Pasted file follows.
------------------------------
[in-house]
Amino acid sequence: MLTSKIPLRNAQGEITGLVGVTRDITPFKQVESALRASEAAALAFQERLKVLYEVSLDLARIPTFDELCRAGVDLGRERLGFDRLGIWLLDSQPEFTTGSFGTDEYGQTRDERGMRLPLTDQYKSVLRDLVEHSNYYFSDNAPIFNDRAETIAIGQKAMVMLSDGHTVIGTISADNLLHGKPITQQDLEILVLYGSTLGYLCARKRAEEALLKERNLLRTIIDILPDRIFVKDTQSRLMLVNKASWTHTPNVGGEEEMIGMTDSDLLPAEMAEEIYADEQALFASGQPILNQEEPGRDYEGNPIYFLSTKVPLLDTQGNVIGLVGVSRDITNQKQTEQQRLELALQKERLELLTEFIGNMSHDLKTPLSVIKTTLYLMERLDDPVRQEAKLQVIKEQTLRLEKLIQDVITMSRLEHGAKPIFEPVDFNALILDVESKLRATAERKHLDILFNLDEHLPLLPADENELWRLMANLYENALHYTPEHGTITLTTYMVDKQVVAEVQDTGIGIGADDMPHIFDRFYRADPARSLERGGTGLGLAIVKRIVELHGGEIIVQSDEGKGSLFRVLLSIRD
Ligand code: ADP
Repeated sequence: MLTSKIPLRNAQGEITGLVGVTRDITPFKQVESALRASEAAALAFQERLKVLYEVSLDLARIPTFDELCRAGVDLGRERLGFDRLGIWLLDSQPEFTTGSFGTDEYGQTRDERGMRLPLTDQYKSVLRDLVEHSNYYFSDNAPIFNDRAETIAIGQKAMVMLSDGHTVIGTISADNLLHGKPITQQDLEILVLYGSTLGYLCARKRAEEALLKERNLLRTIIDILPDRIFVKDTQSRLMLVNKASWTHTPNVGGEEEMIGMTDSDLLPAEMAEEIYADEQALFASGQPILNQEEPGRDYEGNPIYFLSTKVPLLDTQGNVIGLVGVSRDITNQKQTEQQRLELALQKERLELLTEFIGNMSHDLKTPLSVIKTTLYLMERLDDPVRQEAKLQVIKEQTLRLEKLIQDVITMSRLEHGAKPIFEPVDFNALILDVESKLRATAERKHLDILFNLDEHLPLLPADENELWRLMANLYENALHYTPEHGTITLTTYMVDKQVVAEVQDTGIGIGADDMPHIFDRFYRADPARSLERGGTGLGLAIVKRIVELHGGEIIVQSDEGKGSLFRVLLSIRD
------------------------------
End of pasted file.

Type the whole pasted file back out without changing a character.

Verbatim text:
[in-house]
Amino acid sequence: MLTSKIPLRNAQGEITGLVGVTRDITPFKQVESALRASEAAALAFQERLKVLYEVSLDLARIPTFDELCRAGVDLGRERLGFDRLGIWLLDSQPEFTTGSFGTDEYGQTRDERGMRLPLTDQYKSVLRDLVEHSNYYFSDNAPIFNDRAETIAIGQKAMVMLSDGHTVIGTISADNLLHGKPITQQDLEILVLYGSTLGYLCARKRAEEALLKERNLLRTIIDILPDRIFVKDTQSRLMLVNKASWTHTPNVGGEEEMIGMTDSDLLPAEMAEEIYADEQALFASGQPILNQEEPGRDYEGNPIYFLSTKVPLLDTQGNVIGLVGVSRDITNQKQTEQQRLELALQKERLELLTEFIGNMSHDLKTPLSVIKTTLYLMERLDDPVRQEAKLQVIKEQTLRLEKLIQDVITMSRLEHGAKPIFEPVDFNALILDVESKLRATAERKHLDILFNLDEHLPLLPADENELWRLMANLYENALHYTPEHGTITLTTYMVDKQVVAEVQDTGIGIGADDMPHIFDRFYRADPARSLERGGTGLGLAIVKRIVELHGGEIIVQSDEGKGSLFRVLLSIRD
Ligand code: ADP
Repeated sequence: MLTSKIPLRNAQGEITGLVGVTRDITPFKQVESALRASEAAALAFQERLKVLYEVSLDLARIPTFDELCRAGVDLGRERLGFDRLGIWLLDSQPEFTTGSFGTDEYGQTRDERGMRLPLTDQYKSVLRDLVEHSNYYFSDNAPIFNDRAETIAIGQKAMVMLSDGHTVIGTISADNLLHGKPITQQDLEILVLYGSTLGYLCARKRAEEALLKERNLLRTIIDILPDRIFVKDTQSRLMLVNKASWTHTPNVGGEEEMIGMTDSDLLPAEMAEEIYADEQALFASGQPILNQEEPGRDYEGNPIYFLSTKVPLLDTQGNVIGLVGVSRDITNQKQTEQQRLELALQKERLELLTEFIGNMSHDLKTPLSVIKTTLYLMERLDDPVRQEAKLQVIKEQTLRLEKLIQDVITMSRLEHGAKPIFEPVDFNALILDVESKLRATAERKHLDILFNLDEHLPLLPADENELWRLMANLYENALHYTPEHGTITLTTYMVDKQVVAEVQDTGIGIGADDMPHIFDRFYRADPARSLERGGTGLGLAIVKRIVELHGGEIIVQSDEGKGSLFRVLLSIRD